A restart of quodlibet would do the job.

  • Screen real estate is a great issue for small-screen laptops. I have a 14″‘ laptop. That’s why I pinned commonly used applications in the top panel, right after Applications Menu and removed the bottom panel.


The aforementioned things gave me an out-of-the-box experience out of the Debian 8 jessie Xfce edition. Hope these help!




Slightly Modified Solarized Color Scheme for urxvt

I like urxvt for it’s lightweight and Unicode support. And I like the Solarized color scheme for terminal emulators.

Solarized color scheme looks awesome! It has two gorgeous color scheme: solarized dark and light. I use the former at night and the later while working in day time.

I find the directory highlighter color to be disturbing in the default solarized color scheme. Everything else is all right. So I modified the directory highlighter and got my most favorite terminal color schemes.

Solarized Dark

Xft.dpi: 96
Xft.antialias: true
Xft.rgba: rgb
Xft.hinting: true
Xft.hintstyle: hintslight

URxvt.depth: 32
URxvt.geometry: 80x24
URxvt.transparent: false
URxvt.fading: 0
! URxvt.urgentOnBell: true
! URxvt.visualBell: true
URxvt.loginShell: true
URxvt.saveLines: 50
URxvt.internalBorder: 3
URxvt.lineSpace: 0

! Fonts
URxvt.allow_bold: false
/* URxvt.font: -*-terminus-medium-r-normal-*-12-120-72-72-c-60-iso8859-1 */
URxvt*font: xft:Hack:pixelsize=12
URxvt*boldFont: xft:Hack:pixelsize=12

! Fix font space
URxvt*letterSpace: -1

! Scrollbar
URxvt.scrollStyle: rxvt
URxvt.scrollBar: false

! Perl extensions
URxvt.perl-ext-common: default,matcher
URxvt.matcher.button: 1
URxvt.urlLauncher: firefox

! Cursor
URxvt.cursorBlink: true
URxvt.cursorColor: #657b83
URxvt.cursorUnderline: false

! Pointer
URxvt.pointerBlank: true

! special
*.foreground: #93a1a1
*.background: #002b36
*.cursorColor: #93a1a1

! black
*.color0: #002b36
*.color8: #657b83

! red
*.color1: #dc322f
*.color9: #dc322f

! green
*.color2: #002b36
*.color10: #859900

! yellow
*.color3: #b58900
*.color11: #b58900

! blue
*.color4: #268bd2
*.color12: #268bd2

! magenta
*.color5: #6c71c4
*.color13: #6c71c4

! cyan
*.color6: #2aa198
*.color14: #2aa198

! white
*.color7: #93a1a1
*.color15: #fdf6e3

Solarized Light

Xft.dpi:                    96
Xft.antialias:              true
Xft.rgba:                   rgb
Xft.hinting:                true
Xft.hintstyle:              hintslight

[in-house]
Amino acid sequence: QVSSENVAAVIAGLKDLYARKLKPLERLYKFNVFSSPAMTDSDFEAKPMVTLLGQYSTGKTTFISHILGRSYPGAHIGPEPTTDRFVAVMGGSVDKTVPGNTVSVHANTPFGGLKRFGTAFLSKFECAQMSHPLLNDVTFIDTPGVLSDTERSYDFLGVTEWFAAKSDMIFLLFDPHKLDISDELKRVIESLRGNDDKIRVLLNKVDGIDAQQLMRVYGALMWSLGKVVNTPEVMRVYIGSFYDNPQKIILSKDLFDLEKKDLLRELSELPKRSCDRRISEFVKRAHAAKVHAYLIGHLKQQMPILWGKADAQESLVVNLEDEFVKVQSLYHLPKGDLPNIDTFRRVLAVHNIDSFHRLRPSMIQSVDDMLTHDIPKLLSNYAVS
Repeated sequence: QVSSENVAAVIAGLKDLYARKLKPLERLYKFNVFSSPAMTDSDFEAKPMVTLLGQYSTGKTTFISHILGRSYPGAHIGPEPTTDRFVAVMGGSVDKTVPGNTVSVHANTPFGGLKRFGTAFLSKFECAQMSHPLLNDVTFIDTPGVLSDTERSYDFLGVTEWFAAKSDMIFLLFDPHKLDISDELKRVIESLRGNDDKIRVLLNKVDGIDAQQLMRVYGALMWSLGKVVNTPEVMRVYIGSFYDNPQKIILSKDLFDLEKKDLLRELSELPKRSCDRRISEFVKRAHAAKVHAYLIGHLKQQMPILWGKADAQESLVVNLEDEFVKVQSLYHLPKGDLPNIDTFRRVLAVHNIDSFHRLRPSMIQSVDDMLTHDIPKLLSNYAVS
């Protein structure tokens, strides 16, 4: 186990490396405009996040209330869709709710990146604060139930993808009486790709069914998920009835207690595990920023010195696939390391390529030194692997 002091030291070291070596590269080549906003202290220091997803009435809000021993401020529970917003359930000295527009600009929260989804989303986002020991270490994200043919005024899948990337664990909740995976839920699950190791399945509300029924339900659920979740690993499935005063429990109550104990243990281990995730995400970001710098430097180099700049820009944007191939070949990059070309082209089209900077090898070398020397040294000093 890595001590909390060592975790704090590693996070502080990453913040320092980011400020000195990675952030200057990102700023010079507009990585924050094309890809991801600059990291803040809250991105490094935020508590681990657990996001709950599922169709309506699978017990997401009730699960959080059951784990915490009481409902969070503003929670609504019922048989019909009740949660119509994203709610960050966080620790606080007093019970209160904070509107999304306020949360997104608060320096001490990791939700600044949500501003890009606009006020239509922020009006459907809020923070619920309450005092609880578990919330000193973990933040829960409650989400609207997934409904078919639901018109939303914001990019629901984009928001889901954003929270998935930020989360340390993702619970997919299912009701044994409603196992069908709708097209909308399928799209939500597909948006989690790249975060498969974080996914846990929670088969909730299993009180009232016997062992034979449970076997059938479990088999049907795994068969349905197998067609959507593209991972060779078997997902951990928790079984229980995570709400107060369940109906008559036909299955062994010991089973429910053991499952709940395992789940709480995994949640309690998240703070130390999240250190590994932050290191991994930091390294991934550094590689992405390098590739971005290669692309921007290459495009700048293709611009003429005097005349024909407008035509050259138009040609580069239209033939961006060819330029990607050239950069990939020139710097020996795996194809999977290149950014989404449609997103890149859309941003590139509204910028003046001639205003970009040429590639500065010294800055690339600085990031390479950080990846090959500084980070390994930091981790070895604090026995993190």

URxvt.depth:                32
URxvt.geometry:             80x24
URxvt.transparent:          false
URxvt.fading:               0
! URxvt.urgentOnBell:         true
! URxvt.visualBell:           true
URxvt.loginShell:           true
URxvt.saveLines:            50
URxvt.internalBorder:       3
URxvt.lineSpace:            0

! Fonts
URxvt.allow_bold:           false
/* URxvt.font:                 -*-terminus-medium-r-normal-*-12-120-72-72-c-60-iso8859-1 */
URxvt*font: xft:Hack:pixelsize=12
URxvt*boldFont: xft:Hack:pixelsize=12

! Fix font space
URxvt*letterSpace: -1

! Scrollbar
URxvt.scrollStyle:          rxvt
URxvt.scrollBar:            false

! Perl extensions
URxvt.perl-ext-common:      default,matcher
URxvt.matcher.button:       1
URxvt.urlLauncher:          firefox

! Cursor
URxvt.cursorBlink:          true
URxvt.cursorColor:          #657b83
URxvt.cursorUnderline:      false

! Pointer
URxvt.pointerBlank:         true
urxvt*scollbar: false
urxvt*internalborder: 6

*.foreground:   #586e75
*.background:   #fdf6e3
*.cursorColor:  #586e75

*.color0:       #002b36
*.color1:       #dc322f
*.color2:       #fdf6e3
*.color3:       #b58900
*.color4:       #268bd2
*.color5:       #6c71c4
*.color6:       #2aa198
*.color7:       #93a1a1

*.color8:       #657b83
*.color9:       #dc322f
*.color10:      #859900
*.color11:      #b58900
*.color12:      #268bd2
*.color13:      #6c71c4
*.color14:      #2aa198
*.color15:      #fdf6e3

! Note: colors beyond 15 might not be loaded (e.g., xterm, urxvt),
! use 'shell' template to set these if necessary
*.color16:      #cb4b16
*.color17:      #d33682
*.color18:      #073642
*.color19:      #586e75
*.color20:      #839496
*.color21:      #eee8d5

You can use any of these color schemes for urxvt terminal emulator. Just replace your Xdefaults color scheme with any of these and voilà!

Learned Markdown Syntax and It’s Awesome

I just learned Markdown syntax. It’s just what I needed!

Markdown was initially intended to easy conversion of plain text into HTML. And now it’s developers and programmers favorite syntax.

I love plain text. Plain text is great for storing data and it’s here for good. The specialty of plain text is: it’s universal. Plain text is not going to die away anytime soon. One problem I faced using plain text is, while opening in Windows platform, the Unix-formatted plain text acted differently. Though there’s way out to convert Unix-styled text to Windows or Max-styled text format. But why do that when you have Markdown syntax?